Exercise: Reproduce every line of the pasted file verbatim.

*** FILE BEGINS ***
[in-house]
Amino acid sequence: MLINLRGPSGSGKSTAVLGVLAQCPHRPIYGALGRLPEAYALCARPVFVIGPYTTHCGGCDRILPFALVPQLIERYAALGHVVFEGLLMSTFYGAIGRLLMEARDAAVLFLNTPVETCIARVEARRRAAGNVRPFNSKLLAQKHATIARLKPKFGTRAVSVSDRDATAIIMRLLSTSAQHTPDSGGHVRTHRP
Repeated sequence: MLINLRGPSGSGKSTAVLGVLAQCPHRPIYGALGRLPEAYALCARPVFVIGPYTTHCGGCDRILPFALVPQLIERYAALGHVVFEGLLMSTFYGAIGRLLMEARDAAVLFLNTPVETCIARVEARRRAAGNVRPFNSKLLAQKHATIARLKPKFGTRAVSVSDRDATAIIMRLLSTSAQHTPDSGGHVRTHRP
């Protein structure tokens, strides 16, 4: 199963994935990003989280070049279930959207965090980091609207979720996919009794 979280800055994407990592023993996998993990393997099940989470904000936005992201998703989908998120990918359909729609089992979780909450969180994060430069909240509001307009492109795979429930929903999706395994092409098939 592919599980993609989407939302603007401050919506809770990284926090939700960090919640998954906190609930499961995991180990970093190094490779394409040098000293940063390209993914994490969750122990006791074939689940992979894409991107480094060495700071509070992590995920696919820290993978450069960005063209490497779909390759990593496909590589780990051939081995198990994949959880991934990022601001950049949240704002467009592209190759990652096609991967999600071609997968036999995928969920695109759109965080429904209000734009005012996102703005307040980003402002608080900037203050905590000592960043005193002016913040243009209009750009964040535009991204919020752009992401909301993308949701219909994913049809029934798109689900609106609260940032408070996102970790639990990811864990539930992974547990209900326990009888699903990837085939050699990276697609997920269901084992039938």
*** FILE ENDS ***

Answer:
[in-house]
Amino acid sequence: MLINLRGPSGSGKSTAVLGVLAQCPHRPIYGALGRLPEAYALCARPVFVIGPYTTHCGGCDRILPFALVPQLIERYAALGHVVFEGLLMSTFYGAIGRLLMEARDAAVLFLNTPVETCIARVEARRRAAGNVRPFNSKLLAQKHATIARLKPKFGTRAVSVSDRDATAIIMRLLSTSAQHTPDSGGHVRTHRP
Repeated sequence: MLINLRGPSGSGKSTAVLGVLAQCPHRPIYGALGRLPEAYALCARPVFVIGPYTTHCGGCDRILPFALVPQLIERYAALGHVVFEGLLMSTFYGAIGRLLMEARDAAVLFLNTPVETCIARVEARRRAAGNVRPFNSKLLAQKHATIARLKPKFGTRAVSVSDRDATAIIMRLLSTSAQHTPDSGGHVRTHRP
């Protein structure tokens, strides 16, 4: 199963994935990003989280070049279930959207965090980091609207979720996919009794 979280800055994407990592023993996998993990393997099940989470904000936005992201998703989908998120990918359909729609089992979780909450969180994060430069909240509001307009492109795979429930929903999706395994092409098939 592919599980993609989407939302603007401050919506809770990284926090939700960090919640998954906190609930499961995991180990970093190094490779394409040098000293940063390209993914994490969750122990006791074939689940992979894409991107480094060495700071509070992590995920696919820290993978450069960005063209490497779909390759990593496909590589780990051939081995198990994949959880991934990022601001950049949240704002467009592209190759990652096609991967999600071609997968036999995928969920695109759109965080429904209000734009005012996102703005307040980003402002608080900037203050905590000592960043005193002016913040243009209009750009964040535009991204919020752009992401909301993308949701219909994913049809029934798109689900609106609260940032408070996102970790639990990811864990539930992974547990209900326990009888699903990837085939050699990276697609997920269901084992039938």